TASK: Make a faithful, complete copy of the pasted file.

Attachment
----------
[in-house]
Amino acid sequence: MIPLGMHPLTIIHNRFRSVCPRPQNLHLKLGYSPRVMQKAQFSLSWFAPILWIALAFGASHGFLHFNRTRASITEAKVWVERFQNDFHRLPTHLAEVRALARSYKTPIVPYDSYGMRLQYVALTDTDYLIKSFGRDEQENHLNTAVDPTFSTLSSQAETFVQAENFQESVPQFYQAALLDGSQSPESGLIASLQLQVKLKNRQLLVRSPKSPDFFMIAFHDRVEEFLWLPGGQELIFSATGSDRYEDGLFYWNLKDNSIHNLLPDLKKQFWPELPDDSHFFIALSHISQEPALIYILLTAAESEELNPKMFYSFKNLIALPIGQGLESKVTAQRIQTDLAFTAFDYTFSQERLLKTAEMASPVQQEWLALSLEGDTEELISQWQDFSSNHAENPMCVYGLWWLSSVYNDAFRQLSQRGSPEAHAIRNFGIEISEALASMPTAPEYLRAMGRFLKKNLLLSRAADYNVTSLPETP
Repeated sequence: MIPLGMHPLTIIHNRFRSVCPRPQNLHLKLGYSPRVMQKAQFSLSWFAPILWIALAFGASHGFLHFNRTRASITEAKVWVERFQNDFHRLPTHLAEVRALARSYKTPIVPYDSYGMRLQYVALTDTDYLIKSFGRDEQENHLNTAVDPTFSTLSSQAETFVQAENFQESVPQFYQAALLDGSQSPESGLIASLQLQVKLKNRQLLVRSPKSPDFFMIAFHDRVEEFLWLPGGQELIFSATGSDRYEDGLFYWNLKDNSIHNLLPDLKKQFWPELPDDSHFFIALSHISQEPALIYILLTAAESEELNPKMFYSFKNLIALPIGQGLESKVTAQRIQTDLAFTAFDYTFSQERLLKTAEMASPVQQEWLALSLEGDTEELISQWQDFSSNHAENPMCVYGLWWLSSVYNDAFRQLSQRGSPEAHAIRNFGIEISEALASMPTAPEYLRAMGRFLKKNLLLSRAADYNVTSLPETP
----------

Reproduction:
[in-house]
Amino acid sequence: MIPLGMHPLTIIHNRFRSVCPRPQNLHLKLGYSPRVMQKAQFSLSWFAPILWIALAFGASHGFLHFNRTRASITEAKVWVERFQNDFHRLPTHLAEVRALARSYKTPIVPYDSYGMRLQYVALTDTDYLIKSFGRDEQENHLNTAVDPTFSTLSSQAETFVQAENFQESVPQFYQAALLDGSQSPESGLIASLQLQVKLKNRQLLVRSPKSPDFFMIAFHDRVEEFLWLPGGQELIFSATGSDRYEDGLFYWNLKDNSIHNLLPDLKKQFWPELPDDSHFFIALSHISQEPALIYILLTAAESEELNPKMFYSFKNLIALPIGQGLESKVTAQRIQTDLAFTAFDYTFSQERLLKTAEMASPVQQEWLALSLEGDTEELISQWQDFSSNHAENPMCVYGLWWLSSVYNDAFRQLSQRGSPEAHAIRNFGIEISEALASMPTAPEYLRAMGRFLKKNLLLSRAADYNVTSLPETP
Repeated sequence: MIPLGMHPLTIIHNRFRSVCPRPQNLHLKLGYSPRVMQKAQFSLSWFAPILWIALAFGASHGFLHFNRTRASITEAKVWVERFQNDFHRLPTHLAEVRALARSYKTPIVPYDSYGMRLQYVALTDTDYLIKSFGRDEQENHLNTAVDPTFSTLSSQAETFVQAENFQESVPQFYQAALLDGSQSPESGLIASLQLQVKLKNRQLLVRSPKSPDFFMIAFHDRVEEFLWLPGGQELIFSATGSDRYEDGLFYWNLKDNSIHNLLPDLKKQFWPELPDDSHFFIALSHISQEPALIYILLTAAESEELNPKMFYSFKNLIALPIGQGLESKVTAQRIQTDLAFTAFDYTFSQERLLKTAEMASPVQQEWLALSLEGDTEELISQWQDFSSNHAENPMCVYGLWWLSSVYNDAFRQLSQRGSPEAHAIRNFGIEISEALASMPTAPEYLRAMGRFLKKNLLLSRAADYNVTSLPETP